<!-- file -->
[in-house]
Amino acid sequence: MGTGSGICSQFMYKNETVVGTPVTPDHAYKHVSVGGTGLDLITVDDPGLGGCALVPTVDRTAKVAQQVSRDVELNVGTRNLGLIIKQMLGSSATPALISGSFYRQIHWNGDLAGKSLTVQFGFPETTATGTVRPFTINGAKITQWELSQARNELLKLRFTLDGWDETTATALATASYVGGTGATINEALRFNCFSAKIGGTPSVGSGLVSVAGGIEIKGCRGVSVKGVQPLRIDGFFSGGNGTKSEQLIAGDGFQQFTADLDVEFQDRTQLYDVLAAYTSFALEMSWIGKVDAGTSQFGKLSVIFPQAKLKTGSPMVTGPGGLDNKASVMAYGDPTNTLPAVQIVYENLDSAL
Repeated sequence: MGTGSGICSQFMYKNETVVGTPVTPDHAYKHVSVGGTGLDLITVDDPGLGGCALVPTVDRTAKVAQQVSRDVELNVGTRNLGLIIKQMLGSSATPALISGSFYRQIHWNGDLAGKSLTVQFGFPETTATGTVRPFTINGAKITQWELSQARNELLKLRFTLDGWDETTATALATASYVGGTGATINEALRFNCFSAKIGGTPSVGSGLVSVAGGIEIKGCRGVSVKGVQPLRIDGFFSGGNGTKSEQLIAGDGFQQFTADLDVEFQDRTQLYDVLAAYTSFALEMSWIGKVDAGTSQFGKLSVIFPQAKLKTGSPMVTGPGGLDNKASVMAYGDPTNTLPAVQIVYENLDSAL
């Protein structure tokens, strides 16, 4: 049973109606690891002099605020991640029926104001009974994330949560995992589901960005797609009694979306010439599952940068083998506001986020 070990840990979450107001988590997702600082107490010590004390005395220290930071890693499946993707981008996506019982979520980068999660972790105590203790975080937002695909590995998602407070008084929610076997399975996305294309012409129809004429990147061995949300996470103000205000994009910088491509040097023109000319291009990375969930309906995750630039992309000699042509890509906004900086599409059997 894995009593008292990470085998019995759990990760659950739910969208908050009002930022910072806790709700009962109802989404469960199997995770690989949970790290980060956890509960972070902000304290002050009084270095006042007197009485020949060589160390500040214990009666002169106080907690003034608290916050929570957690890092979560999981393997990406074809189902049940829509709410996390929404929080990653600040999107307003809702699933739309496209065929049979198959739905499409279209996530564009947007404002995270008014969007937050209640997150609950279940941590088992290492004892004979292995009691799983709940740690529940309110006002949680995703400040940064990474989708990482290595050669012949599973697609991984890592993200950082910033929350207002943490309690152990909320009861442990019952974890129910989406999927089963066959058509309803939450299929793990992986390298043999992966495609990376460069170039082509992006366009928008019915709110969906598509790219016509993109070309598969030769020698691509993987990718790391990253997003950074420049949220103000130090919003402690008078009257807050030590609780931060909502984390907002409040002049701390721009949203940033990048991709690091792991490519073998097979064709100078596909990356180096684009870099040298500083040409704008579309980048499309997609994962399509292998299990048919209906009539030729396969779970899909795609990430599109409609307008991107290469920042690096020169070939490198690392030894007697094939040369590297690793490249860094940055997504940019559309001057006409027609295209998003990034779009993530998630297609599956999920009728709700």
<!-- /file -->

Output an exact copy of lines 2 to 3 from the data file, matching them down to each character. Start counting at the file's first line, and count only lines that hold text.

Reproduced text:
Amino acid sequence: MGTGSGICSQFMYKNETVVGTPVTPDHAYKHVSVGGTGLDLITVDDPGLGGCALVPTVDRTAKVAQQVSRDVELNVGTRNLGLIIKQMLGSSATPALISGSFYRQIHWNGDLAGKSLTVQFGFPETTATGTVRPFTINGAKITQWELSQARNELLKLRFTLDGWDETTATALATASYVGGTGATINEALRFNCFSAKIGGTPSVGSGLVSVAGGIEIKGCRGVSVKGVQPLRIDGFFSGGNGTKSEQLIAGDGFQQFTADLDVEFQDRTQLYDVLAAYTSFALEMSWIGKVDAGTSQFGKLSVIFPQAKLKTGSPMVTGPGGLDNKASVMAYGDPTNTLPAVQIVYENLDSAL
Repeated sequence: MGTGSGICSQFMYKNETVVGTPVTPDHAYKHVSVGGTGLDLITVDDPGLGGCALVPTVDRTAKVAQQVSRDVELNVGTRNLGLIIKQMLGSSATPALISGSFYRQIHWNGDLAGKSLTVQFGFPETTATGTVRPFTINGAKITQWELSQARNELLKLRFTLDGWDETTATALATASYVGGTGATINEALRFNCFSAKIGGTPSVGSGLVSVAGGIEIKGCRGVSVKGVQPLRIDGFFSGGNGTKSEQLIAGDGFQQFTADLDVEFQDRTQLYDVLAAYTSFALEMSWIGKVDAGTSQFGKLSVIFPQAKLKTGSPMVTGPGGLDNKASVMAYGDPTNTLPAVQIVYENLDSAL